3 components of a personal knowledge infrastructure
When Martin Winterkorn, the embattled CEO of Volkswagen, announced his resignation recently, like FIFA's Sepp Blatter, Barclays’ Bob Diamond, BP’s Tony Hayward and others before them he denied any knowledge of the cause of the scandal that had just broken. This suggests, not only inadequate corporate governance, but a dire lack of basic communication protocols that should ensure CEOs are informed at all times about all internal and external facets of the organization.
According Davide Nicolini and Maja Korica of Warwick Business School, and Keith Ruddle of Saïd Business School, in a recent article in Sloan Management Review referencing their research, a ‘personal knowledge infrastructure’, based on the right practices, relationships and tools and aligned with the needs and personality of the CEO, can ensure the CEO stays informed on the key issues relevant to him or her as a leader, and can make the difference between leadership success or failure.
CEOs are responsible for knowing what is going on. No matter how large, complex or global the organization, CEOs do not have the luxury of pleading ignorance; it is their job to keep abreast of what their employees and competitors are doing and what’s on the horizon that can impact their companies’ performance and reputation.
CEOs can use new technology tools to help keep informed. But, it’s a mistake, according to one group of researchers, to believe that more tools and technology is the simple answer to the growing challenge of ‘staying in the know’.
The researchers conducted a two-year study that followed the day-to-day work of seven CEOs in charge of the largest hospital- and mental health-based organizations in the UK. Combining the pressures and expectations of both the private and public sectors, directing such organizations is extremely complex and challenging and staying informed is absolutely vital. How do they do it?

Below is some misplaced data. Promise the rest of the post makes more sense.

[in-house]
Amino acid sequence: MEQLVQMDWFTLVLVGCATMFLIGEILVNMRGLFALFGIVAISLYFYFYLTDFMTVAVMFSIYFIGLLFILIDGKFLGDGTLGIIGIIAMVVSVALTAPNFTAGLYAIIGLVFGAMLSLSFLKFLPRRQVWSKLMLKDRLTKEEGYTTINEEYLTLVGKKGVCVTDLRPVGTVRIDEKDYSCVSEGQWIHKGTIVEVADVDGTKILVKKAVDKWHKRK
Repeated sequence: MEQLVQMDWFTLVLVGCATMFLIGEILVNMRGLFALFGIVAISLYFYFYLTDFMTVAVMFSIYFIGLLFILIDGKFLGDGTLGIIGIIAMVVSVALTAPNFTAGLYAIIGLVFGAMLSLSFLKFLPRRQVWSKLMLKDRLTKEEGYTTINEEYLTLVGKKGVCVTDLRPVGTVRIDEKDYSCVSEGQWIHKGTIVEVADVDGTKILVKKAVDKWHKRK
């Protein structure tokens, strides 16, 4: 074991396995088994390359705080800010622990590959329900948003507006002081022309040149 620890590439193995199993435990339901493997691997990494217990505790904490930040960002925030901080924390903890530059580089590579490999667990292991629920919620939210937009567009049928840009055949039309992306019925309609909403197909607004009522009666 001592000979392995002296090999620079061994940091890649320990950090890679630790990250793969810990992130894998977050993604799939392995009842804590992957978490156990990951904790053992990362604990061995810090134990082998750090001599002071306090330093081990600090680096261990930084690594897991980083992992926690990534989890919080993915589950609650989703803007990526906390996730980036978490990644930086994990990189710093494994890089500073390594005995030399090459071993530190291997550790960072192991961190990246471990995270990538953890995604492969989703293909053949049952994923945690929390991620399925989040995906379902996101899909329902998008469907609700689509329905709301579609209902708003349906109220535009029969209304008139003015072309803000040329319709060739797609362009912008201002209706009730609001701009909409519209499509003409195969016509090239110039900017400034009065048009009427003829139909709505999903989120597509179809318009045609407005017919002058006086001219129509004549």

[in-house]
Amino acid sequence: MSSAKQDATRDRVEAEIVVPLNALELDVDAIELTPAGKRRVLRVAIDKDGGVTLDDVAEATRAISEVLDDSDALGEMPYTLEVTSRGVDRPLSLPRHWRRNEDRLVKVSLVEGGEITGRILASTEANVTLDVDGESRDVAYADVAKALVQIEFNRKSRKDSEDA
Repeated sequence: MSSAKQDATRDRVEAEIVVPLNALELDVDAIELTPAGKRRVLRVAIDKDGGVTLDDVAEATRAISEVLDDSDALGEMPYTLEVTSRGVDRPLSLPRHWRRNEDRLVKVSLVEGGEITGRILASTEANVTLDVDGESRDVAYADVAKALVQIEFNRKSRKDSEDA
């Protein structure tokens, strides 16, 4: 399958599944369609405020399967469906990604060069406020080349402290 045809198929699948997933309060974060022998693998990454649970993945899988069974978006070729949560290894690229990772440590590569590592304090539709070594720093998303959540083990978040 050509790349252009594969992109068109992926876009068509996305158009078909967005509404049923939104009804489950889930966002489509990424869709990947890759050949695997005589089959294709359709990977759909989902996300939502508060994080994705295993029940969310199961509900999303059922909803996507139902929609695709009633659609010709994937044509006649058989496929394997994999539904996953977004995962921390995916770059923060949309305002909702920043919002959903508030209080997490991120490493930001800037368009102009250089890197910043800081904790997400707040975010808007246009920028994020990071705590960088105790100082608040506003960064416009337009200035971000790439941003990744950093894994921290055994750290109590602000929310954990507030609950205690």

According to the research, the answer lies in building a personal knowledge infrastructure that consists of three components:
Routine practices. These practices range from watching the news, one-on-one conversations (formal or impromptu) with direct reports and employees and ‘walkabouts’ to meetings with board members and other CEOs, attending conferences and staff events, and participating in charity events.
Social relationships. CEOs should cultivate strategic relationships, both inside and outside the organization, designed to give them the broadest sources of information, both formal and conjectural. All contacts are not equal, ranging from the occasional check-in with well-placed acquaintances or former employees to close relationships with an ‘inner circle’.
Tools of the trade. These include traditional sources of information, such as emails, phone calls, reports, and trade journal articles, but non-traditional sources of information — blogs, twitter and other social media — are equally important. Electronic reporting systems or audit-based dashboards monitoring key performance indicators are also highly useful.
The seven CEOS studied worked with different combinations of these factors; as indicated by the terminology, the goal is to pull together a personal knowledge infrastructure: one that best fits the needs and preferences of the individual CEO. Different factors, the research shows, will impact the most effective combination of tools, practices and relationship for individual CEOs. CEO experience, job tenure and the make-up of the executive team, for example, can influence the social relationships that CEOs are able to build. Changing organizational conditions and pressures or a new strategy can require an overhaul of components to meet changing needs.
A knowledge infrastructure that is not aligned with the CEO’s needs can suddenly and perhaps disastrously reveal itself when something goes wrong.
Warwick Business School is a leading thought-developer and innovator, in the top one per cent of global business schools.